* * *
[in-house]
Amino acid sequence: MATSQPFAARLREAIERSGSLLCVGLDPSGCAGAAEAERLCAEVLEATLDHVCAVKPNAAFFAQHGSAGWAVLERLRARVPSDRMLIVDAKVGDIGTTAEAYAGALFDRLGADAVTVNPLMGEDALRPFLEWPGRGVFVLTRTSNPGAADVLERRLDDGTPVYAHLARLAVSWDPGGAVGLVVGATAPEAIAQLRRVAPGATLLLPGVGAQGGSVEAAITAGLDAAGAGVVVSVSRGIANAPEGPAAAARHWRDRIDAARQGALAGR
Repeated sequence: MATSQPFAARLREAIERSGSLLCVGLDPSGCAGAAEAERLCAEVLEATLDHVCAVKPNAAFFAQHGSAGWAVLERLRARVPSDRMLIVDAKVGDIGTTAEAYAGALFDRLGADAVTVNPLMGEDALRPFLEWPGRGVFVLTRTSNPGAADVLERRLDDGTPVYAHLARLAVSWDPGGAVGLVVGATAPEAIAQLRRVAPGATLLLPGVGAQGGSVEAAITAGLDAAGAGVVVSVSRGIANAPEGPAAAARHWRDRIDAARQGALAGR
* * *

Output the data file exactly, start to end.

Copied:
[in-house]
Amino acid sequence: MATSQPFAARLREAIERSGSLLCVGLDPSGCAGAAEAERLCAEVLEATLDHVCAVKPNAAFFAQHGSAGWAVLERLRARVPSDRMLIVDAKVGDIGTTAEAYAGALFDRLGADAVTVNPLMGEDALRPFLEWPGRGVFVLTRTSNPGAADVLERRLDDGTPVYAHLARLAVSWDPGGAVGLVVGATAPEAIAQLRRVAPGATLLLPGVGAQGGSVEAAITAGLDAAGAGVVVSVSRGIANAPEGPAAAARHWRDRIDAARQGALAGR
Repeated sequence: MATSQPFAARLREAIERSGSLLCVGLDPSGCAGAAEAERLCAEVLEATLDHVCAVKPNAAFFAQHGSAGWAVLERLRARVPSDRMLIVDAKVGDIGTTAEAYAGALFDRLGADAVTVNPLMGEDALRPFLEWPGRGVFVLTRTSNPGAADVLERRLDDGTPVYAHLARLAVSWDPGGAVGLVVGATAPEAIAQLRRVAPGATLLLPGVGAQGGSVEAAITAGLDAAGAGVVVSVSRGIANAPEGPAAAARHWRDRIDAARQGALAGR